Review by Kathy Kuhl
In Homeschooling the Challenging Child, Christine Field provides a useful guide for parents of children with learning or attention difficulties, strong wills, and other personality traits that make homeschooling harder. Field, a trial lawyer turned homeschooling mom who homeschools her four very different children in Wheaton, Illinois, wrote a well-organized and clear book.
What’s in this book
After beginning with a few examples of the varied needs of our challenging children, Field discusses the advantages of homeschooling: building the child’s confidence, and providing the opportunity to customize teaching style, learning environment, and content to suit the child’s needs and gifts. She clearly explains terms, types of learning disabilities, the laws concerning learning disabilities, and kinds of attention deficit disorders. Her chapter on attention disorders includes cultural factors, diagnosis, and “solutions:” treatments and adaptations. In chapters five and six, she considers various ways of categorizing personalities and learning styles, because personality and learning style clashes can make homeschooling a challenge. After some helpful thoughts and suggestions on discipline, comes chapter 8, Field’s look at caring for self, siblings, and marriage while homeschooling. Chapter 9 is a good introduction to planning a homeschool program, while her last chapter addresses getting help from professionals. She concludes with a lengthy and valuable discussion of resources.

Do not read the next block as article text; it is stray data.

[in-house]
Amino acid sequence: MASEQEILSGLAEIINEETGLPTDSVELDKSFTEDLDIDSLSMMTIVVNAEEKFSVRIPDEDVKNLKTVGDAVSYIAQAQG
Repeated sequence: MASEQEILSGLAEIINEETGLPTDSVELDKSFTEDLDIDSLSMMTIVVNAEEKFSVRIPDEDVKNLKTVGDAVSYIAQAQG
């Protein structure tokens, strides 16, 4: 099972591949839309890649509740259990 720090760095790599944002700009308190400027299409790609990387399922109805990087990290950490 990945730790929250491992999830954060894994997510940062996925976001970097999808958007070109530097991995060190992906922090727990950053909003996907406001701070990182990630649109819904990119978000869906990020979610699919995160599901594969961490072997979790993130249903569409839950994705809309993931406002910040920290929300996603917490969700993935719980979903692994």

Field’s tone is encouraging, practical, and down-to-earth. She admits struggles and failings. Field surveyed many homeschooling families, whose stories and quotations enrich the book with a variety of challenges and solutions. She also frequently quotes the Bible, which she finds a source of strength in this difficult task. A regular theme of the book is that God enables parents who rely on him to cope and care, despite their frustrations.
Homeschooling the Challenging Child is a helpful and encouraging resource for those starting or continuing to homeschool a child with learning or attention difficulties. The clarity and organization with which she defines terms, explains disabilities and disorders is her greatest strength. Her practical suggestions and resources on working with public school personnel, caring for “Mom, Marriage, and Siblings,” planning a program, and getting professional help make this book one worth owning.
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